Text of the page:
The Michigan Chamber of Commerce Board of Directors last week voted unanimously to oppose Proposal 3, the proposed Constitutional Amendment to grant state employees with the constitutional right to collective bargaining with binding arbitration when the union and the state cannot agree on a contract.
"State employees already have collective bargaining," said Robert LaBrant, Senior Vice President of Political Affairs and General Counsel for the Michigan Chamber. "This Constitutional Amendment would give all state employees compulsory binding arbitration. Currently, only State Police troopers have binding arbitration."
Citing Senate Fiscal Agency data, LaBrant said arbitration could cost state taxpayers as much as $60 million annually and back pay awards could cost state taxpayers hundreds of millions of dollars since the average arbitration award is issued 22 months after the contract is supposed to start.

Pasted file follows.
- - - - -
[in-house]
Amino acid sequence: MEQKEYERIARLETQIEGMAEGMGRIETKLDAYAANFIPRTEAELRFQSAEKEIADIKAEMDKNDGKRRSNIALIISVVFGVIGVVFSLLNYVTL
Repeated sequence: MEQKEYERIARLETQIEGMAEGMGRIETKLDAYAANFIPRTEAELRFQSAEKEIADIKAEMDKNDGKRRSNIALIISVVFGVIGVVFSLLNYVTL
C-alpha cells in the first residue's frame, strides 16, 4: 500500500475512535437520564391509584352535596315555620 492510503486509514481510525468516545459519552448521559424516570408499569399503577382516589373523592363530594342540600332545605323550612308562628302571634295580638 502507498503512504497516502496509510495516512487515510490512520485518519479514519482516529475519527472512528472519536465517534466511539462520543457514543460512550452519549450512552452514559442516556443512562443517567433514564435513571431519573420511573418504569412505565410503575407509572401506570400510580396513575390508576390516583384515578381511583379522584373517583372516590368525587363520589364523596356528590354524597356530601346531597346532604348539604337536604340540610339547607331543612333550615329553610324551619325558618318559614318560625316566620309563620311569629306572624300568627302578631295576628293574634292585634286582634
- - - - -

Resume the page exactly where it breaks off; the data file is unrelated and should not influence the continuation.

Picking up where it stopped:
"If Proposal 3 is adopted, clearly the unions would have all the advantages," noted LaBrant. "Proposal 3 tilts the playing field. For example, Proposal 3 says that the state must bargain in good faith, but not the union. The union may call for arbitration, but not the state."
"While Proposal 3 allows for arbitration, it does not specifically prohibit strikes by state civil servants," added LaBrant. "The courts, at some time, will have to decide whether or not state employees are permitted under collective bargaining to go on strike."
LaBrant noted that police and firefighters currently have had binding arbitration under state law. "Detroit Mayor Coleman Young, who was the sponsor of that legislation as a State Senator, regretted his sponsorship when the cost of arbitration to the City of Detroit nearly bankrupt the city while he was mayor.
"Proposal 3 is bad public policy and should be soundly defeated," concluded LaBrant.
The Michigan Chamber is a statewide business organization representing approximately 7,000 employers, trade associations and local chambers of commerce. The Michigan Chamber was established in 1959 to be an advocate for Michigan's job providers in the legislative, political and legal process.Photo: NewsCom: http://www.newscom.com/cgi-bin/prnh/20000320/DEM039
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SOURCE: Michigan Chamber of Commerce
CONTACT: Bob LaBrant, Senior V.P., Political Affairs of Michigan Chamber
of Commerce, +1-517-371-2100
Web site: http://www.michamber.com/